What would be prohibited is the wearing of what the proposals calls “overt and conspicuous” religious symbols by government employees.
Quebec also plans to make it mandatory to have one’s face uncovered while providing or receiving a state service.
A long list of public employees would be affected by the attire rules, starting with those who have the power to impose sanctions, such as judges, prosecutors, police officers and correctional agents.
But as foreseen, Quebec plans to proceed softly down the path of state secularism by allowing for opting out.
In the case of CEGEPs, universities and municipalities, the board of directors or municipal council could adopt a resolution allowing its personnel to wear religious symbols.
“This authorization would be valid for a period of up to five years and renewable,” the government’s documents state. “It would not apply to the obligation of having one’s face uncovered.”
The result is that dozens of organizations such as hospitals, universities and municipal councils are expected to rapidly take advantage of the opting-out clauses on the attire requirements should the plan ever become law.
But Drainville warned the renewal clause cannot become a crutch.
“It is not an en ticement for these establishments or institutions to pull out of the overall framework of religious neutrality and particularly the regulations with regards to the wearing of religious symbols.”
Defining what is conspicuous could rapidly become a problem, but the government plan does not include a formal measuring system.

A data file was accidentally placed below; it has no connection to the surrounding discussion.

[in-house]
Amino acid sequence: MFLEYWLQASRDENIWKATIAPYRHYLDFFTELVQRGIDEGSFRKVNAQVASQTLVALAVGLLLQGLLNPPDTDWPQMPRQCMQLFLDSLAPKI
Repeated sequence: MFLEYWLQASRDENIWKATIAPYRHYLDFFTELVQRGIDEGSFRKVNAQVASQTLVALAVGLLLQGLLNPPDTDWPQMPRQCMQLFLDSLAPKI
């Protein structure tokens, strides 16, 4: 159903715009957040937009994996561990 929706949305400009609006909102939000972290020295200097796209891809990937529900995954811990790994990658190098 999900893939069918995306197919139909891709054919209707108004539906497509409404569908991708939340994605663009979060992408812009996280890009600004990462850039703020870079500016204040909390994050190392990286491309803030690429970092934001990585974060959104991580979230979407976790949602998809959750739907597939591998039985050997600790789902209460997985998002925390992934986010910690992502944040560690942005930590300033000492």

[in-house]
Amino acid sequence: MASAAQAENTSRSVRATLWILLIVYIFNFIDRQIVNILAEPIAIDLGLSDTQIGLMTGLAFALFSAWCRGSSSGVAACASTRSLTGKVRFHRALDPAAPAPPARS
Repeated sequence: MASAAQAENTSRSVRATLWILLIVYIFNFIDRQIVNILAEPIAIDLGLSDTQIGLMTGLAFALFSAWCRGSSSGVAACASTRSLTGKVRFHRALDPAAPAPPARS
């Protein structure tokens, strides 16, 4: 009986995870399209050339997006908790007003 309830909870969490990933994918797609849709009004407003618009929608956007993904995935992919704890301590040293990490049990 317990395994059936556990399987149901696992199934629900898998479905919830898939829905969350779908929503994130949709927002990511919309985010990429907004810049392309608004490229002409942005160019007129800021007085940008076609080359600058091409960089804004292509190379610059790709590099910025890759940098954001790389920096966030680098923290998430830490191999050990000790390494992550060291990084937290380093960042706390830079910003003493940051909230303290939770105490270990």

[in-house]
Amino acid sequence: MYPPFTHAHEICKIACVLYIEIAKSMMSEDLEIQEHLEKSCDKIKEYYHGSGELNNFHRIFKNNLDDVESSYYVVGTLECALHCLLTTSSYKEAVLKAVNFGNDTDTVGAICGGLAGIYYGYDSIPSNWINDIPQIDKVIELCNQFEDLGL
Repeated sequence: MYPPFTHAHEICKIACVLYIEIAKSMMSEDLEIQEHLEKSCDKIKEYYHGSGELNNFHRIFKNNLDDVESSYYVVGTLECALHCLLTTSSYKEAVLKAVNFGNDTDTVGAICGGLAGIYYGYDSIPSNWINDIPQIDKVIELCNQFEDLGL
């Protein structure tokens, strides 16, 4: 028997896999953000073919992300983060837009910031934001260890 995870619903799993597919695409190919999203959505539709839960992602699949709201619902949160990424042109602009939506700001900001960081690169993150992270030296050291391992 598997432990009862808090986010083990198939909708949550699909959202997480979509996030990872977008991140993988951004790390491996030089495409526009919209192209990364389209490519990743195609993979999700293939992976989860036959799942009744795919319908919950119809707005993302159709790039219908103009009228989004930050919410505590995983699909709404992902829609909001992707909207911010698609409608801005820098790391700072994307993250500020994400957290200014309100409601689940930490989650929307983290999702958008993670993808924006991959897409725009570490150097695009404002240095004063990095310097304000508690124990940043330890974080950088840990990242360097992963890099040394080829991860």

Drainville said there are no plans to increase bureaucracy to patrol the new attire rules.
“If there is room, in certain cases, for interpretation, we think these things can be resolved by common sense and a discussion, a discussion in good faith,” Drainville said.
The whole package will be included in a bill to be tabled this fall.
As expected, Quebec makes provisions for religious heritage and will allow a religious symbol such as the crucifix over the speaker’s chair of the National Assembly to remain as well as the cross atop Mount Royal.
But there were a few exceptions that rapidly drew mirth on social media and from Canadians outside Quebec.
Workers can still, if they want, put up a Christmas tree in their office or down at the daycare centre.
And elected officials including MNAs are not covered by the dress code.
Private schools and non-subsidized daycare centres are not covered by the plan.
And it will be up to the courts to decide if witnesses will still swear to tell ‘the truth, the whole truth and nothing but the truth,’ by holding their hand on the Bible.
The product of five years of internal debate in the PQ, the charter was a key element in the party’s election platform as it tried to make mileage off the identity card.
But it was the subject of instant criticism as a proposal that would pide Quebec and might even be unconstitutional. Polls, on the other hand, showed Quebecers in favour of the package, fuelling the PQ’s drive to charge ahead.
The government’s failure to cash in on the other identity issue of the platform, beefing up the French Language Charter, provided further incentive.
Drainville plans to hold public consultations, but not in the same form as the Bouchard-Taylor commission, which roamed the province, sparking clashes and nasty headlines.
Drainville plans to borrow a system Diane De Courcy used to consult Quebecers on Bill 14: Quebecers will be invited to submit their opinion online (http://www.nosvaleurs.gouv.qc.ca/en) or by calling a new values hotline.
But the issue will collide with Quebec’s electoral schedule as the days of Marois’s minority government run down.
In that case, the bill may never be passed.